Monday, August 24 2015
Albion Chemicals – Iron Removal Plant
Albion Chemicals are manufacturers of of bleach and other cleaning products. Cape Town municipal water is used as the main ingredient for all of their products.
Albion were experiencing a high number of returns on their products due to ‘blow-outs’ of the product bottles. A number of water and product samples determined that the most likely cause for the ‘blow-outs’ was the presence of iron in the make-up water. Indeed, iron levels in the municipal supply were found at times to exceed 2mg/L and the SABS standard for drinking water.
The City of Cape Town uses ferric chloride as a coagulant on many of its water treatment plants. At times the process is not managed correctly and either excess ferric chloride is present in the water; or flocs are carried over from the settling process into the reticulation system.
A2V designed a filter system using a specialized catalytic media, designed for the removal of iron and manganese. The media acts as an oxidation catalyst causing the metals to precipitate within the media bed,consistently removed iron to <0.01ppm. It is also effective at removing arsenic, aluminium and other heavy metals.
The catalytic media uses an oxidation, adsorption and filtration process similar to Greensand and Birm, but to a much higher removal efficiency and significantly lower life cycle cost. The media lasts for 5 to 10 years and does not require regeneration. The entire process is simpler to operate and less costly to install than traditional iron removal systems.
Thursday, May 31 2012
L’Ormarins Water Treatment Plant
Monday, May 14 2012
Ekango Salt Dust Extraction System
The salt field operation at Walvis Bay, Namibia, was established in 1964 and is one of the largest solar evaporation facilities in Africa, producing 730,000 tonnes of salt per annum. (more…)
Sunday, April 29 2012
Volatile Organic Vapour Condenser
Thursday, March 29 2012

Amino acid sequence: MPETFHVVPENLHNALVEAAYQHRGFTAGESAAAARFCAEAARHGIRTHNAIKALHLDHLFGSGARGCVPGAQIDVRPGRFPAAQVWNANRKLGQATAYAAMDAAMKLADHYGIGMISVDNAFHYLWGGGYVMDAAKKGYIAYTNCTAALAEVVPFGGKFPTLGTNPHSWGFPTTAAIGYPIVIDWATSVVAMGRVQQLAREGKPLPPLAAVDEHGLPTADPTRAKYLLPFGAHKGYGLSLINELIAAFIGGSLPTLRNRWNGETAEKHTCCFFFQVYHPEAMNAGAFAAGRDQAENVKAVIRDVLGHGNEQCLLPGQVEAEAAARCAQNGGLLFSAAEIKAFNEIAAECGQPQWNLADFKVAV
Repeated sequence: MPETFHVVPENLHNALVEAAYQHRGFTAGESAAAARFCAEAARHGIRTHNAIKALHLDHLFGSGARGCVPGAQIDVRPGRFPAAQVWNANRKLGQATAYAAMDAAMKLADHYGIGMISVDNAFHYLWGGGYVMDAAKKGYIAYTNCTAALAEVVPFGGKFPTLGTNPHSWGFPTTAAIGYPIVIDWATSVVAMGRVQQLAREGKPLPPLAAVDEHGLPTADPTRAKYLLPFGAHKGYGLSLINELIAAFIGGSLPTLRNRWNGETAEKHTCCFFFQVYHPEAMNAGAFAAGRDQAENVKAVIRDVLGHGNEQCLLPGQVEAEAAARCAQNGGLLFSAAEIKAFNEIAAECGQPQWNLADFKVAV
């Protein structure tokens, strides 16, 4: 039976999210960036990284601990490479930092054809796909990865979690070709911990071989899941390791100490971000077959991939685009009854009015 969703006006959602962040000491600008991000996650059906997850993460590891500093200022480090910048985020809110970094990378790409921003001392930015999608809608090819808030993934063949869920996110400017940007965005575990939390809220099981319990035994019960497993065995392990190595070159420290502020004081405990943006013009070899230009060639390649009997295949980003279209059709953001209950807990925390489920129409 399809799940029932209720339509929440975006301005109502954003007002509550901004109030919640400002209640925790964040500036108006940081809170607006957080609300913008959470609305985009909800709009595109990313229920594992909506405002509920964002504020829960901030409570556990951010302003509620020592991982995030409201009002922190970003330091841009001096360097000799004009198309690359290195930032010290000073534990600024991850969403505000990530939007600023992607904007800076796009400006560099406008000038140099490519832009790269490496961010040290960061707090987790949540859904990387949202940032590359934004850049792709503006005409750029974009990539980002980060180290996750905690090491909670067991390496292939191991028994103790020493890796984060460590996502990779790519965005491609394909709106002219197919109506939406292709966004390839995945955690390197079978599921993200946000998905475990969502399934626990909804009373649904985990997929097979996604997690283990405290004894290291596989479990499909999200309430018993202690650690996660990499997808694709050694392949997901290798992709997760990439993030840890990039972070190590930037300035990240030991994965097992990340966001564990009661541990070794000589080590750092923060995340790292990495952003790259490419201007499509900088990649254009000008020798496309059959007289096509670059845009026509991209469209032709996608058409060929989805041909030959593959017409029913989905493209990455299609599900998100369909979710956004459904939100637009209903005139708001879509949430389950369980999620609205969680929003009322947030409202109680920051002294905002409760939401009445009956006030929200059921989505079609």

Perdeberg Winery Water Treatment Plant
Perdeberg Winery appointed A2V to design and supply a water treatment plant to treat water from the winery’s storage dam to SANS 0241: Class 1 for drinking water.
The dam water comprises mainly water from the Berg River Irrigation Scheme and is supplemented with rainwater and borehole water during the wetter winter months.
A2V proposed a system comprising the following key elements:
• coagulent dosing (Ultrafloc U3800)and settlement to remove the majority of suspended particuates (turbidity), dissolved organic carbon (DOC) and color.
• alkalinity adjustment to reduce the treated water’s corrosive potential.
• sand filtration
• carbon filtration to remove any remaining DOC and odors
• disinfection by chlorine dioxide
Chlorine dioxide was recommended for disinfection over other disinfectants for a number of reasons:
• No formation of chlorinated byproducts as a result of disinfection and no free chlorine, chlorate or chlorite residuals in the treated water.
• Current literature reports that chlorine dioxide does not produce any chlorophenols – the precursor to TCA (trichloroanisole) formation.
• Effective for the control of biofilm as there is no resistance building from microorganisms
• No pH limitations on disinfection capability.
• Its disinfectant (sterilisation) capabilities are not diminished at all in the presence of fats, oils, proteins, body fluids etc. because it has very selective and very few chemical reactions.
• It is highly soluble in water, therefore, it has a long-lasting residual which reduces the potential for cross infection or re-contamination.
• It is a broad spectrum, fast acting disinfectant, effective against a wide range of bacteria, spores, fungi, and viruses at relatively low concentrations and short contact period.
• It is colorless, has a mild medicinal odour, low corrosivity to metals and the lowest acute toxicity rating from the EPA.
• High efficacy against E.coli, salmonella, listeria, aspergillus, penicillium, staphylococcus etc.
• The generator and dosing equiment are reliable and easy to maintain.
The plant was designed to supply 20 m3/hour of treated water with sufficient storage capacity to meet the cellar’s peak water demand of 500m3/day during the harvest season.
The plant was commissioned in August 2011, 7 weeks after the order was placed!
Thursday, April 29 2004
Water Regenerable Carbon
This patented non-impregnated catalytic carbon was designed specifically for odour control in wastewater applications where the main pollutants are hydrogen sulphide and mercaptans. It is unique in that it has a high capacity for sulphide removal without the need for chemical impregnants. (more…)